Washington Post restaurant critic Tom Sietsema dropped by the new Sweetgreen in Georgetown, where he immediately encounters a swift-moving line and the “best part of the food pyramid”: chopped peaches, sweet potatoes, red cabbage, chicken, sesame tofu, and more. Enjoy the spoils of the season, he suggests, by combining sweet crab, diced watermelon, and raw corn before summer ends. A “heartier” pick is the Shroomami, a warm mix of “fleshy” portobellos, shredded kale, wild rice, earthy beets, roasted tofu, and sunflower seeds. Sietsema congratulates the homegrown brand continuing to champion local ingredients (kale comes from Richardson Farms in Maryland, for example). For drinks, cucumber juice with lime and ginger was refreshing; watermelon fresca with cilantro, however, tastes “watered down.”
Van Ness eatery Sfoglina lands in the number 10 spot on Sietsema’s latest fall dining guide. The kickoff to his seasonal roundup gets three stars (“excellent”) for its indulgent details, from the “oh-so-smooth staff” to the “short but exquisite” menu. The “most creative and delicious” pasta he’s had as of late is a wide ribbon stained black with squid ink and stuffed with salt cod. And “no restaurant makes short ribs look more alluring than this one,” Sietsema says.
Tyler Cowen sizes up Incredibowl on his eponymous Ethnic Dining Guide, deciding that the new restaurant in Chantilly provides “a considerably above average take” on all the usual Sichuan classics. He especially enjoyed the fish in hot chili oil and the shredded potatoes with peppers. Be warned: the place is small and fills up fast.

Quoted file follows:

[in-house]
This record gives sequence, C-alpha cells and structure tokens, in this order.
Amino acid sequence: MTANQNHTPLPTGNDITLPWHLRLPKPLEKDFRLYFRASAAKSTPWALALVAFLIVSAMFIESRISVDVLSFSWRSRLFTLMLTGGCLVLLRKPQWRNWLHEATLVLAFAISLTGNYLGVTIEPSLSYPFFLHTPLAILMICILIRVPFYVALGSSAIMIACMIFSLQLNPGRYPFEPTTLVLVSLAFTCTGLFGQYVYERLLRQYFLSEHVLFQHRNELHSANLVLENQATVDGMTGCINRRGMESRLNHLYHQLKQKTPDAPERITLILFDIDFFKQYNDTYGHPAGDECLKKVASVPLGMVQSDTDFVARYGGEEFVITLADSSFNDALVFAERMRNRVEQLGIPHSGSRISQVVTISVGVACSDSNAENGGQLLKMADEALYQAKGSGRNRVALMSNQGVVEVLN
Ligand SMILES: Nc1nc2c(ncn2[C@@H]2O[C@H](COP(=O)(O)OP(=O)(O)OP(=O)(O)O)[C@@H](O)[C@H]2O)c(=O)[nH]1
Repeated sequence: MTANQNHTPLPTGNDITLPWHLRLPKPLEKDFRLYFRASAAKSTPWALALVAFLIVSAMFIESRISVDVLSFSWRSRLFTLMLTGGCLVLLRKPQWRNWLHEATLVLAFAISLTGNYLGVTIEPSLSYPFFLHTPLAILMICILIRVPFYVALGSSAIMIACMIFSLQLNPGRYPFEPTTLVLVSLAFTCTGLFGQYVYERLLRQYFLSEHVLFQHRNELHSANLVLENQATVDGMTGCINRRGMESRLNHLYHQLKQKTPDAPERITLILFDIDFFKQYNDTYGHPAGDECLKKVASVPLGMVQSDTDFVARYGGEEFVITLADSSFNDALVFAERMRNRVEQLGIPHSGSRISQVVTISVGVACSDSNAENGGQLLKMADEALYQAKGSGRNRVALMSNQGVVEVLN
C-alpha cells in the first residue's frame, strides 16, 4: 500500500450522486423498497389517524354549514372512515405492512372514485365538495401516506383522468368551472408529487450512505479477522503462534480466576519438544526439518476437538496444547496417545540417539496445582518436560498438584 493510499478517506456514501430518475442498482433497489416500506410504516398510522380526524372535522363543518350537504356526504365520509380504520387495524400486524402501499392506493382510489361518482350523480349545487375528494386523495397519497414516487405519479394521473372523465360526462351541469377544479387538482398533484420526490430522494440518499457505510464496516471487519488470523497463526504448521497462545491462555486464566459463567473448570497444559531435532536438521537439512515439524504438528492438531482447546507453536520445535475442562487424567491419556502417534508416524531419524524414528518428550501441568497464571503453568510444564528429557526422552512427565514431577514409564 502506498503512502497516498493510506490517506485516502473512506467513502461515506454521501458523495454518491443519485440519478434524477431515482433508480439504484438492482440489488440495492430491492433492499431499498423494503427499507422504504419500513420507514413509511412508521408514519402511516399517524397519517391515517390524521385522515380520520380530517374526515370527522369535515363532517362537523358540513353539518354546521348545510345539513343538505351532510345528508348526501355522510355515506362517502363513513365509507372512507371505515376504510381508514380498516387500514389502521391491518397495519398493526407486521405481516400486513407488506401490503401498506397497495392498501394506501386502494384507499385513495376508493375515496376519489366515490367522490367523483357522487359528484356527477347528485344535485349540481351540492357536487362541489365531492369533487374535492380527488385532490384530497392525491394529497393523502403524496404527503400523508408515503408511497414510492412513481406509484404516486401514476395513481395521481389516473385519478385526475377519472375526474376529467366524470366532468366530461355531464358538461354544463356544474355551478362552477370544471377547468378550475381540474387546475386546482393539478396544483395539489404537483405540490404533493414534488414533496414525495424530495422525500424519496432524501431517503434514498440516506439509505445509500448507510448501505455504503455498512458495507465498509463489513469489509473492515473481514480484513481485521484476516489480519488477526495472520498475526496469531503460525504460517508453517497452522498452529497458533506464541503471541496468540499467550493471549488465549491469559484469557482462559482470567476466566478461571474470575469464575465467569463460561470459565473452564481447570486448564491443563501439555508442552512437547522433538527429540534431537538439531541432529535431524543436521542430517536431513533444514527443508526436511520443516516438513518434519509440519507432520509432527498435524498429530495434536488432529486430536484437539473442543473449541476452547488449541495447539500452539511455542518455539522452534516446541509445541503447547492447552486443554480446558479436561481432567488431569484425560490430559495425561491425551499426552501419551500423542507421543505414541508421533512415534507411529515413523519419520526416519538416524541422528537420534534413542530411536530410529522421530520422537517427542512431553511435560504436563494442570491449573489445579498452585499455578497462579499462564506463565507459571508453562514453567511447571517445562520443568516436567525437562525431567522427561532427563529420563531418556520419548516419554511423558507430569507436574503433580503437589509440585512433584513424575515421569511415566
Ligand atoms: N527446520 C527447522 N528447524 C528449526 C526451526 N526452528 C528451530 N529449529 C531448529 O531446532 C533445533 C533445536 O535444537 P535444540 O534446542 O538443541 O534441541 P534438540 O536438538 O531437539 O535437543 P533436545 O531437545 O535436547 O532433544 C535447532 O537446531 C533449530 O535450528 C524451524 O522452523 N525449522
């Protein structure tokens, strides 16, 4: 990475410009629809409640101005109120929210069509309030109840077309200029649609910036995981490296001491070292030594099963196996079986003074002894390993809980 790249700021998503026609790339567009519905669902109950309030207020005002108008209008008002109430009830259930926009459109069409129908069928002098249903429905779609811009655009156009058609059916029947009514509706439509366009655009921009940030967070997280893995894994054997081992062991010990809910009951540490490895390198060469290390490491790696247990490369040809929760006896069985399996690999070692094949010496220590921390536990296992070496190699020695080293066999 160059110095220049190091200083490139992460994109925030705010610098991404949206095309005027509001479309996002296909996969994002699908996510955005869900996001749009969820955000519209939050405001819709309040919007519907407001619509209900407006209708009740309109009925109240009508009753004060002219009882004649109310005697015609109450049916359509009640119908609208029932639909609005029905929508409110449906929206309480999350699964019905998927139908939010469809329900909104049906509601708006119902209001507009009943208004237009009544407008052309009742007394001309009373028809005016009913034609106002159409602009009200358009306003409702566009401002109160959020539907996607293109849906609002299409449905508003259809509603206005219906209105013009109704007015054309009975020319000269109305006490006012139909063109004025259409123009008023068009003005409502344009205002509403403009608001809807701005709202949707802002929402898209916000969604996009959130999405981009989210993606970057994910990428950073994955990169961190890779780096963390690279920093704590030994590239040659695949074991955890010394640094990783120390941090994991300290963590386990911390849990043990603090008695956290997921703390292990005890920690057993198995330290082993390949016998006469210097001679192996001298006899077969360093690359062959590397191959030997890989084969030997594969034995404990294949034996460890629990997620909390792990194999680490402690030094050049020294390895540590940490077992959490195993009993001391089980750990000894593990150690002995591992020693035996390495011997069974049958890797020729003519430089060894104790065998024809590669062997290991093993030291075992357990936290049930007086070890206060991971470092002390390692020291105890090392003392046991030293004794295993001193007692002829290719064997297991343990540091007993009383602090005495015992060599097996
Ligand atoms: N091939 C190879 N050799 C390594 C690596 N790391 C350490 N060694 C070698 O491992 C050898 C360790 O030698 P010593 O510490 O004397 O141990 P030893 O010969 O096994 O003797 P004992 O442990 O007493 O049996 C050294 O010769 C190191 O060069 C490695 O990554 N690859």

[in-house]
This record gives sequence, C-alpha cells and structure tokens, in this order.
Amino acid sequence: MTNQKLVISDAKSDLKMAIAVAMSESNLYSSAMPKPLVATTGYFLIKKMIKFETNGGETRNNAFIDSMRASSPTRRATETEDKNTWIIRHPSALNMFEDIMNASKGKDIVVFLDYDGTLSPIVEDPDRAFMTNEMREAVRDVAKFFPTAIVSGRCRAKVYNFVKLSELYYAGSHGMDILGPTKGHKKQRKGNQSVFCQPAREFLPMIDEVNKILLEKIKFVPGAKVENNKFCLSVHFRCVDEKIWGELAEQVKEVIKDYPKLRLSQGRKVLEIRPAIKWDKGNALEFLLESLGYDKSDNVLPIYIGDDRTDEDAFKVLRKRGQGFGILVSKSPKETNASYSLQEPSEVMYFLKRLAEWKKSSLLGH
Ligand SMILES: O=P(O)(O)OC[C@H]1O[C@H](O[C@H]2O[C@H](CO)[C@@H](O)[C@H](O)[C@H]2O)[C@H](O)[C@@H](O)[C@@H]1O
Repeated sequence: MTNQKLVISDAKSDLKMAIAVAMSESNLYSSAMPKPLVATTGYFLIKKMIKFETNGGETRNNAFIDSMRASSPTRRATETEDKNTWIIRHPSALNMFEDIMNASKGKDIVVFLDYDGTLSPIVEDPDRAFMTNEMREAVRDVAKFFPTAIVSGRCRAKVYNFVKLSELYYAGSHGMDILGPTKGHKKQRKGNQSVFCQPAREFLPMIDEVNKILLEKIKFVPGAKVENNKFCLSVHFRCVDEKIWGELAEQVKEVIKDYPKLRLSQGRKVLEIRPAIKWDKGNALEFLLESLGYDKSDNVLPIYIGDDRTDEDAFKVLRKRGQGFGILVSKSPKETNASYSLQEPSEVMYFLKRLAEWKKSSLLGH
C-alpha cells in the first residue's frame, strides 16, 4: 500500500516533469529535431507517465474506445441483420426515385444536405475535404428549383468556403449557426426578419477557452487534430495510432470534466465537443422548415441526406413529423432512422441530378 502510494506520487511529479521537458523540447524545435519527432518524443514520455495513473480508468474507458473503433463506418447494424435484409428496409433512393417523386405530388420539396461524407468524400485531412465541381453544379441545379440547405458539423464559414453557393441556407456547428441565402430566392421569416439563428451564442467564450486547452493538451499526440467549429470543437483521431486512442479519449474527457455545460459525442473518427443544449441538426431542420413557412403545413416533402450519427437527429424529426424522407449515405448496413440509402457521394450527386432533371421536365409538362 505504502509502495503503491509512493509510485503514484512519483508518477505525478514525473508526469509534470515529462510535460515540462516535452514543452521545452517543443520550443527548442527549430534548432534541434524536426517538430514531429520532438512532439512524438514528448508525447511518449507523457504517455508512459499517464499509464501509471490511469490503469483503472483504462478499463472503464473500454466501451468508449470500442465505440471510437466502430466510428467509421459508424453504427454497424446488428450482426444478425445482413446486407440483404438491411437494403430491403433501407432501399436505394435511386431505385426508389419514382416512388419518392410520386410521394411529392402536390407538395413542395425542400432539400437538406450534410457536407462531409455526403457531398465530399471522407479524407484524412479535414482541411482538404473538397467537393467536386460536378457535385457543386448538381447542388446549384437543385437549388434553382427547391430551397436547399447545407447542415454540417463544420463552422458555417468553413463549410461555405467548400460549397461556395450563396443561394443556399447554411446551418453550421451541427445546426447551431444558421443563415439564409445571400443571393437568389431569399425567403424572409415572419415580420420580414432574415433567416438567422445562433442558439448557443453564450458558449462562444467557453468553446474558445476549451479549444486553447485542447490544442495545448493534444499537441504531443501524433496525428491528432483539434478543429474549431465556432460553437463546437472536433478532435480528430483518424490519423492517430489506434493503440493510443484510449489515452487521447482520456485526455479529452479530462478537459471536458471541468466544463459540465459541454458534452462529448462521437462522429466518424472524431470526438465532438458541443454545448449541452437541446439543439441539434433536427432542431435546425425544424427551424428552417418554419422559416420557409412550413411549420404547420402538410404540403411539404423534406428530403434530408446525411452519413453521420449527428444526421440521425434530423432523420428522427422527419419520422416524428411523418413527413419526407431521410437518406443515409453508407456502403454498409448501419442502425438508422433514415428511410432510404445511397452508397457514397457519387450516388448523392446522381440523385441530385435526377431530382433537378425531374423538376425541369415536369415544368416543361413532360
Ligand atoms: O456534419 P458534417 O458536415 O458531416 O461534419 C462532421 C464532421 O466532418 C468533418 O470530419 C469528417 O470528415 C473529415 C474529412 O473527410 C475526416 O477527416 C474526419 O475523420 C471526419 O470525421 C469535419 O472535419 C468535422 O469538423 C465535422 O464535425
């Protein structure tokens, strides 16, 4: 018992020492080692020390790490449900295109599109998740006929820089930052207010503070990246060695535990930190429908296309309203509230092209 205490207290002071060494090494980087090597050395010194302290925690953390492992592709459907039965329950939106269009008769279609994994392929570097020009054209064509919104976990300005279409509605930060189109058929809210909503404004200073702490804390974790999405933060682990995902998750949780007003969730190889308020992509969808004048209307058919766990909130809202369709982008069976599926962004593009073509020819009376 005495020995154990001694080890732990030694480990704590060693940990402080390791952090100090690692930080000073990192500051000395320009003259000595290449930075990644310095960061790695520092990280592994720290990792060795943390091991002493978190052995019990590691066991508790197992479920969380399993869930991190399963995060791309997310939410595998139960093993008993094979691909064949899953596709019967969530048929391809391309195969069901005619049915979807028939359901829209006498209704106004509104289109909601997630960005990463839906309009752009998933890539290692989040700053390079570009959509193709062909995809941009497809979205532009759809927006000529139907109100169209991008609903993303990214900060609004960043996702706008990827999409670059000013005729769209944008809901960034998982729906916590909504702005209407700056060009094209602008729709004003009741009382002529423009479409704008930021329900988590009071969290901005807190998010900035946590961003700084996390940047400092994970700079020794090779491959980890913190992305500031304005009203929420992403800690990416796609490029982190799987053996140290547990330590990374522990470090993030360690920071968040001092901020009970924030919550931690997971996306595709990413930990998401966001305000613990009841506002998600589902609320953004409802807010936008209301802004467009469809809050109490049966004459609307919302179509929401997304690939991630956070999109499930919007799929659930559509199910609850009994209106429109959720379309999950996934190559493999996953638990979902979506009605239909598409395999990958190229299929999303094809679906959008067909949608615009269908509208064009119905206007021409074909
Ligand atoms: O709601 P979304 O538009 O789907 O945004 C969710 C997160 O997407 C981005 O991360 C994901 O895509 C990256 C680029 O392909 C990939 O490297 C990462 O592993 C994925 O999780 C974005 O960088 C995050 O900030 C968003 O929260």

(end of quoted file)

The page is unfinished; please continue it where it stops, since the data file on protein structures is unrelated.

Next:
Washington Post food writer Tim Carman visits this tiny Thai eatery in McLean, Virginia. One of the things he adores about it is its ability to customize heat levels to customers’ palates, ranging from “mild” all the way to “Kim Jong Un” (sticky rice, he says, helps act as a “salve” for scorched tongues). His own palate tells him that the “owners and chefs at Esaan have a deep respect for the foodways that contributed to their featured cuisine, an organic fusion of Lao, Vietnamese, Cambodian and Thai influences.” Its version of green papaya salad, a staple throughout Southeast Asia, is “hot and flavorful,” but most salads are for built for carnivores, he points out. One highlight is the moo nam tok, a grilled pork shoulder salad. Starters and desserts are a bit all over the map, he finds.